Aeneas Tacticus active 4th century B.C.
Commentarius poliorceticus. English & Greek
Loeb classical library (Asclepiodotus)
Loeb classical library (Onasander)
Digital Loeb classical library.
: Harvard University Press 2014
- Includes index.
- Available through Harvard University Press.
- Includes bibliographical references (p. 20-25) and index.
- The preparation of the texts, notes, and introductions was, in large part, the work of W.A. Oldfather. cf. Prefaces.
- Reproduction available: Electronic reproduction. [Cambridge, Mass.] : Harvard University Press, c2015. Available to read online using the site's own reader. Mode of access: World Wide Web. Description based on contents viewed 11 August 2015.
- Mode of access: World Wide Web.
- Text in Greek with English translation on facing pages.
- Description based on print version record.
- Professional and scholarly.
- Contains On the defense of fortified positions byAeneas Tacticus; Tactics by Asclepiodotus, and; The general by Onosander. Greek texts with English translations by members of the Illinois Greek Club.
- Early works.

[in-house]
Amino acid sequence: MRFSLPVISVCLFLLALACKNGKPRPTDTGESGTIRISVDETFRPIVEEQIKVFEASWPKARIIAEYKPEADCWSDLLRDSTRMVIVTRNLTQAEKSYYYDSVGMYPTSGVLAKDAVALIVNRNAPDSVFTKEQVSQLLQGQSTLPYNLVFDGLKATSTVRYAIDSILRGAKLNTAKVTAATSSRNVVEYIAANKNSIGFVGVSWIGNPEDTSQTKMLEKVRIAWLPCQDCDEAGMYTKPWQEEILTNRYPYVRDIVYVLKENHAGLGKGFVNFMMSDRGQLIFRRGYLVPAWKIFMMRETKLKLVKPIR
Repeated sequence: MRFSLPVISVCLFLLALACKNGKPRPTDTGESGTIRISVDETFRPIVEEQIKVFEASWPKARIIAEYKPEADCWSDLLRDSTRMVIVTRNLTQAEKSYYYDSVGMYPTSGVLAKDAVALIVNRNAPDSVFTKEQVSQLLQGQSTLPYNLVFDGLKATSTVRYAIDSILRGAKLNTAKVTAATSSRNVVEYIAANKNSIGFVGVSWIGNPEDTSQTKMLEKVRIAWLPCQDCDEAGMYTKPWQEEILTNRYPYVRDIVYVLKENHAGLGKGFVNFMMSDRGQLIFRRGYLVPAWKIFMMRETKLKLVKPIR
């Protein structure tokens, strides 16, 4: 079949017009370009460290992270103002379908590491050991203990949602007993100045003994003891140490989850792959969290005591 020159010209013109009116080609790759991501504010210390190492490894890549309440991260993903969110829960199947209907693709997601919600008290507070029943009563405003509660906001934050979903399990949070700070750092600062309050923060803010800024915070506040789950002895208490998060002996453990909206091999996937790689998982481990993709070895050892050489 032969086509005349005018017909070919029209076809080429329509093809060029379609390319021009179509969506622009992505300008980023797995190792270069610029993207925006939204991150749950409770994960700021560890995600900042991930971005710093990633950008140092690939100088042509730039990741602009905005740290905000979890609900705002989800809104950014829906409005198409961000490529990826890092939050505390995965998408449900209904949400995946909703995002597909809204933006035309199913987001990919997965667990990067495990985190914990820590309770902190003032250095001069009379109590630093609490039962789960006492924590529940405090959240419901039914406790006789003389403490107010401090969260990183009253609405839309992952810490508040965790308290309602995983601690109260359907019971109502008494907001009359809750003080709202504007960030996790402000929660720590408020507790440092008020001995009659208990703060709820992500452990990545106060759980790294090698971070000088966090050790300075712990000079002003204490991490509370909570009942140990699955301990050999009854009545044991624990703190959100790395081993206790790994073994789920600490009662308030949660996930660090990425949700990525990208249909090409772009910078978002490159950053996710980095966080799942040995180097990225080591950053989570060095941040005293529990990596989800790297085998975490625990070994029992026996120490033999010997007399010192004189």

- Electronic books.
- Greek, Ancient (to 1453)
- Greek, Ancient (to 1453)
- The surviving work of Aeneas (fourth century BCE) is on defense against siege. Asclepiodotus (first century BCE) wrote a work on Tactics as though for the lecture room, based on earlier manuals, not personal experience. Onasander's The General (first century CE) deals with the qualities expected of a general. ; Aeneas was perhaps a general, and certainly author of several didactic military works of which the sole survivor is that on defence against siege. From it we can deduce that he was a Peloponnesian of the fourth century BCE who served in the Aegean and in Asia Minor and composed the work from direct knowledge and from oral and some literary tradition, possibly in 357-6 BCE. It is devoted entirely to defence of fortified places and deals specially with use of defending troops; defensive positions; morale; resistance to attacks and to actual assault; guards; obviation of treachery and revolution; and other subjects. Asclepiodotus, philosopher and pupil of the Stoic Posidonius, wrote a rather dry but ordered work on Tactics as if a subject of the lecture room, based not on personal experience but on earlier manuals. His main subjects were the branches of a military force; infantry; cavalry; chariots; elephants; arms; maneuvers; military evolutions; marching formation. The work ends with words of command. Onasander (Onasandros), a Platonic philosopher, dedicated his work The General to the Roman Veranius, who was a consul in 49 CE. The work deals in plain style with the sort of morals and social and military qualities and attitudes expected of a virtuous and militarily successful general. It is also concerned with such matters as his choice of staff; attitude to war; religious duties; military formations; conduct in allied and hostile lands; difficult terrains; camps; drill; spies; guards; deserters; battle formations and maneuvers; and other matters, ending with conduct after victory.